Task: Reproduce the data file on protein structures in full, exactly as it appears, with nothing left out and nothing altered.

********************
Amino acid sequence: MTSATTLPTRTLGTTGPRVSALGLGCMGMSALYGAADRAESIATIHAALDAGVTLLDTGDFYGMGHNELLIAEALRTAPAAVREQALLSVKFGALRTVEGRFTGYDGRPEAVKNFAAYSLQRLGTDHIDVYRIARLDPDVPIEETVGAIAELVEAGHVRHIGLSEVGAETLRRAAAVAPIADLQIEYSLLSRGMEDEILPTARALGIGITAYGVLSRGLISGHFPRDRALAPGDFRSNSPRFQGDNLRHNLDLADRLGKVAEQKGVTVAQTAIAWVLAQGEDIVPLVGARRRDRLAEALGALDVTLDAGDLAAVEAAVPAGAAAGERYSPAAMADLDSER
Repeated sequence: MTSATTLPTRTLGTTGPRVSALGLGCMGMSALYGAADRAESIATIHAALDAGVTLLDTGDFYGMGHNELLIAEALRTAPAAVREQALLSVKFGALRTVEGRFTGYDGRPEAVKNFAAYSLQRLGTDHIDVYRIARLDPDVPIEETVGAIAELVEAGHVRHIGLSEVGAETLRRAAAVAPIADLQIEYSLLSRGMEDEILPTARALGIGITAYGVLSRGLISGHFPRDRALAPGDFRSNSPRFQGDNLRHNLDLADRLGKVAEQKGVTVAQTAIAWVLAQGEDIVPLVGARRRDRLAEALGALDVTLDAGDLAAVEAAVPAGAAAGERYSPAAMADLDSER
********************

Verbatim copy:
Amino acid sequence: MTSATTLPTRTLGTTGPRVSALGLGCMGMSALYGAADRAESIATIHAALDAGVTLLDTGDFYGMGHNELLIAEALRTAPAAVREQALLSVKFGALRTVEGRFTGYDGRPEAVKNFAAYSLQRLGTDHIDVYRIARLDPDVPIEETVGAIAELVEAGHVRHIGLSEVGAETLRRAAAVAPIADLQIEYSLLSRGMEDEILPTARALGIGITAYGVLSRGLISGHFPRDRALAPGDFRSNSPRFQGDNLRHNLDLADRLGKVAEQKGVTVAQTAIAWVLAQGEDIVPLVGARRRDRLAEALGALDVTLDAGDLAAVEAAVPAGAAAGERYSPAAMADLDSER
Repeated sequence: MTSATTLPTRTLGTTGPRVSALGLGCMGMSALYGAADRAESIATIHAALDAGVTLLDTGDFYGMGHNELLIAEALRTAPAAVREQALLSVKFGALRTVEGRFTGYDGRPEAVKNFAAYSLQRLGTDHIDVYRIARLDPDVPIEETVGAIAELVEAGHVRHIGLSEVGAETLRRAAAVAPIADLQIEYSLLSRGMEDEILPTARALGIGITAYGVLSRGLISGHFPRDRALAPGDFRSNSPRFQGDNLRHNLDLADRLGKVAEQKGVTVAQTAIAWVLAQGEDIVPLVGARRRDRLAEALGALDVTLDAGDLAAVEAAVPAGAAAGERYSPAAMADLDSER